CM: Fred is a good friend of mine. I considered playing in the ABA a little bit because it was different, but as a kid growing up I watched the NBA, so my dream was to go play against the NBA guys.

JT: Houston coach Tex Winter allegedly fined you for saying anything and told you not to shoot the ball: was it just a personality conflict, or was there real resentment due to the salary you received after a contract dispute with the team?

CM: Tex did not fine me for saying anything; people just wanted me to be quiet, but I continued to talk. It was not a personal conflict: I had some of my best years playing under Tex. They asked me not to shoot as much: I was the best defensive player on Houston, so they wanted me to focus on defending the best opponent. If I shot the ball too much on offense, they figured I was not concentrating on defense and they would take me out, which affected my confidence. It was difficult: I came out of college after scoring about 30 PPG as a senior, and then they told me not to shoot the ball! I had one of the highest contracts when I came into the league, so I felt there was a certain amount of resentment due to that.

JT: You averaged 8.4 PPG and 5.4 RPG during your 5-year NBA career, but were forced into early retirement due to some back problems. Did you feel fulfilled because you had reached the peak of your profession or devastated that you had to cut short your career due to injuries?

CM: I was devastated because I did not accomplish everything I wanted to do in pro ball. It took me years to recover because I did not do everything I was capable of doing. My stats were not bad, but I had high expectations.

JT: From 1976-1980, you played and coached professionally in Italy and France. What did you learn from the experience, and how did it compare to the NBA?

CM: It was great in Italy; I played with Willie Sojourner in the 2nd-division and we made it all the way to the Italian league title game before losing. Italy was one of the best leagues in the world after the NBA, so I played against a lot of college stars and NBA veterans. I would play outside the country during the week, and then play in Italy on the weekends: it was a great experience for me.

JT: In 1985 you were sentenced to 90 days in jail and three years probation for pleading guilty to selling one ounce of cocaine to an undercover officer. Was the incident a direct result of your parents' poor health and your own multiple divorces, and what life lessons did you learn?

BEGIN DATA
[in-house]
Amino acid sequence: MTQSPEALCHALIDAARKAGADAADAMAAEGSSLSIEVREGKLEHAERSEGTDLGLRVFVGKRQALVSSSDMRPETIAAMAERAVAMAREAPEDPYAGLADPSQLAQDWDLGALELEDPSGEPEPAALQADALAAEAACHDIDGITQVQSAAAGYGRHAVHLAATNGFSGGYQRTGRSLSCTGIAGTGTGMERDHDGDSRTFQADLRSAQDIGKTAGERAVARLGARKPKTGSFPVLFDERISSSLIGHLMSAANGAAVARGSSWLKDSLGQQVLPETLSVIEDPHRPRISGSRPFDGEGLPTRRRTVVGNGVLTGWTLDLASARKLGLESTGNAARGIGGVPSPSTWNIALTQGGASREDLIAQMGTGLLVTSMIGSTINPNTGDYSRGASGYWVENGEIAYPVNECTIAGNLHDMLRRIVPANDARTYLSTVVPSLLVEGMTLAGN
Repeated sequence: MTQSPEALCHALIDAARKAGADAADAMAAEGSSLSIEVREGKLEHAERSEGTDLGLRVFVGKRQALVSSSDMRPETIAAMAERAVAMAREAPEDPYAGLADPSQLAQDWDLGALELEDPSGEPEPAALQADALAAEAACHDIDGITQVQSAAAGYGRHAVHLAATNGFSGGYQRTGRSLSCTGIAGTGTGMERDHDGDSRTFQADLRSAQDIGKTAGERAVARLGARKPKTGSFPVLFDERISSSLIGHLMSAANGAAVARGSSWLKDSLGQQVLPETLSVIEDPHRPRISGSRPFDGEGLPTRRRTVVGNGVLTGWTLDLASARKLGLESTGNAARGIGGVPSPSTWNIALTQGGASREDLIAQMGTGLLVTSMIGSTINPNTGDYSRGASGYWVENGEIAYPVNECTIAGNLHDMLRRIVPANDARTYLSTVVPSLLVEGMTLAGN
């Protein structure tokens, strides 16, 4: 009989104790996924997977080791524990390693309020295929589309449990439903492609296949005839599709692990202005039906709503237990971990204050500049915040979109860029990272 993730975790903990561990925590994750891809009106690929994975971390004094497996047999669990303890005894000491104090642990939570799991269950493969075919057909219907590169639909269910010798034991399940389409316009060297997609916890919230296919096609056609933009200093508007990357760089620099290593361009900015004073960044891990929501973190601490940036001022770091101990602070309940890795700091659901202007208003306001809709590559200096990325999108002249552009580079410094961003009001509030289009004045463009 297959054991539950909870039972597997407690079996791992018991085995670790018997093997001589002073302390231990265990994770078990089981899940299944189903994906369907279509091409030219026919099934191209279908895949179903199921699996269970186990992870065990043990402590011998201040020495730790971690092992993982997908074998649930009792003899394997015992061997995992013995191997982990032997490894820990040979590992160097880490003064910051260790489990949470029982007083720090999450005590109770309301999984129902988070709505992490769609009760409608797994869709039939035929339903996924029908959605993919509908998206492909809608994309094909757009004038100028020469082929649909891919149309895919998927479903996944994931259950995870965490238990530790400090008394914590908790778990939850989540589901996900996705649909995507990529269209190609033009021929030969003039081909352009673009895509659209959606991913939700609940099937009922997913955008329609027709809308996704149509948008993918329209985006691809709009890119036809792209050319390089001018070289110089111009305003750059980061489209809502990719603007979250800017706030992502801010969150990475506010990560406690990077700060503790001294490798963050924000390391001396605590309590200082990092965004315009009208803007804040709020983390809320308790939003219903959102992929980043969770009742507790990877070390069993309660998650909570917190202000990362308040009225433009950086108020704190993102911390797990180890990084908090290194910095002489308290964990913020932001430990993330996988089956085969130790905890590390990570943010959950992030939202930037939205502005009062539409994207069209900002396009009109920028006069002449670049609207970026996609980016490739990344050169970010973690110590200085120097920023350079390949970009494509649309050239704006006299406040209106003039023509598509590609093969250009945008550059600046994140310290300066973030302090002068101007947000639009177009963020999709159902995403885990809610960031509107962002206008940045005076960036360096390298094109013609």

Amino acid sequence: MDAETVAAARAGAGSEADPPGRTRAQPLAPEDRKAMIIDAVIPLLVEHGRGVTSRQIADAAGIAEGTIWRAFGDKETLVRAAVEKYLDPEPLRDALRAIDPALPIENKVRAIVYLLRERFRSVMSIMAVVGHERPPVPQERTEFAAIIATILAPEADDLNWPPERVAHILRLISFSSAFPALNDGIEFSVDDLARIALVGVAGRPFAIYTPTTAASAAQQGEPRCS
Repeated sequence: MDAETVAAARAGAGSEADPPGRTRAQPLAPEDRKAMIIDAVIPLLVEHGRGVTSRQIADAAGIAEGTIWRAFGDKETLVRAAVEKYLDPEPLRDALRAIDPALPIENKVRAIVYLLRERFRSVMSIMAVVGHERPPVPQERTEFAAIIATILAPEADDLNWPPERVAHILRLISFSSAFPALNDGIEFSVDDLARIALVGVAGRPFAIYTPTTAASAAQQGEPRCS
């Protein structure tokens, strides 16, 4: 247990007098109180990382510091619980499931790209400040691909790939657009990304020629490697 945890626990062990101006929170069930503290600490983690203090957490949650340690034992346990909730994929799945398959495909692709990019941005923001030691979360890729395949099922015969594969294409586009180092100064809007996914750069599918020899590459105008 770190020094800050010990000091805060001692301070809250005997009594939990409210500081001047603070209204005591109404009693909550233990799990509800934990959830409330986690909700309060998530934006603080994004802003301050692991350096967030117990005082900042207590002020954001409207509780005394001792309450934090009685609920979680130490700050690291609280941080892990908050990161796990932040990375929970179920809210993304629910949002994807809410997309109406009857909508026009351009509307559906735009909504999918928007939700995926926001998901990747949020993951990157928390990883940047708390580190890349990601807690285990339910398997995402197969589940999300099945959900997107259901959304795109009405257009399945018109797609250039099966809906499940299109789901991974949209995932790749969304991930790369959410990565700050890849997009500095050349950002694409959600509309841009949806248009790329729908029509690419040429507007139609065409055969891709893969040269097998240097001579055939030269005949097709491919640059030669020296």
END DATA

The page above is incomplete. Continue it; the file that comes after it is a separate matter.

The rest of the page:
CM: My divorces played a part, and it was difficult to play ball for so many years and then to be out of basketball. I tried to distract myself from my problems by using drugs and becoming an addict, and after getting caught they gave me treatment, classes, specialists, etc. My doctors taught me about the harm of drugs, and they were able to get me off of cocaine and get me going in the right direction. I felt like I was a failure but my doctors helped me understand that I had succeeded as a college graduate who had won numerous awards in basketball. It was a difficult transition to be out of basketball so the lesson I learned was that I was blessed and had to move on with my life. I put everything in the right perspective, got my Masters degree, and worked with young people in the community. I wanted to show everyone that it was just a mistake in my life.

JT: In 1989 you founded the Cliff Meely Youth Basketball Program in Boulder. Why did you so and what has the program accomplished?

CM: I went around to corporations to raise money. If kids only had a dollar, they could get into the program and we would subsidize it with scholarships and donations to non-profit program. I wanted to be involved with kids, but after a while my injuries were so great that I had to stop. It was very rewarding, and I would occasionally do camps for the YMCA. Due to an irregular heartbeat, I had to give up basketball, but I still swim and golf.

JT: In 1996 you received the NCAA Silver Anniversary Award and were also named to the Big 8 All-Time team. What do these honors mean to you and which one are you proudest of?

CM: I am proud of both honors. The NCAA award was due to work I did after my basketball career, so that was a great way of showing how I had been able to move beyond basketball. Back in my day the Big 8 was 1 of the top conferences in the country and produced a lot of great pros, so it was a great basketball honor to me. I still swell up at the thought of it, as there were so many great players who came before me and after me.

Jon's Big 12 "Fantasy" List

Baylor: Terry Teagle (1982): 2189 PTS (#1), REB (#4), 3-time All-American, conference POY

Colorado: Cliff Meely (1971): 1940 PTS (#3), 971 REB (#2), 123 BLK (#4), 2-time All-American, 2-time conference POY

Iowa State: Jeff Grayer (1988): 2502 PTS (#1), 910 REB (#4), 199 STL (#5), All-American

Kansas: Danny Manning (1988): 2951 PTS (#1), 1187 REB (#1), 3-time All-American, 3-time conference POY, national POY, NCAA MOP

Kansas State: Rolando Blackman (1981): 1844 PTS (#2), 314 AST (#4), 2-time All-American, conference POY

Missouri: Doug Smith (1991): 2184 PTS (#2), 1053 REB (#1), 178 STL (#3), 129 BLK (#2), All-American, 2-time conference POY

Nebraska: Dave Hoppen (1986): 2167 PTS (#1), 773 REB (#4), 60 FG% (#2), All-American

Oklahoma: Wayman Tisdale (1985): 2661 PTS (#1), 1048 REB (#1), 57.8 FG% (#2), 3-time All-American, 3-time conference POY

Oklahoma State: Byron Houston (1992): 2379 PTS (#1), 1189 REB (#1), 222 BLK (#1), 159 STL (#4), All-American, conference POY

Texas: Travis Mays (1990): 2279 PTS (#2), All-American, 2-time conference POY

Texas A&M: Bernard King (2003): 1990 PTS (#1), 232 3PM (#1), 550 AST (#2)

Texas Tech: Rick Bullock (1976): 2118 PTS (#3), 1057 REB (#3), 149 BLK (#2), 56.5 FG% (#2)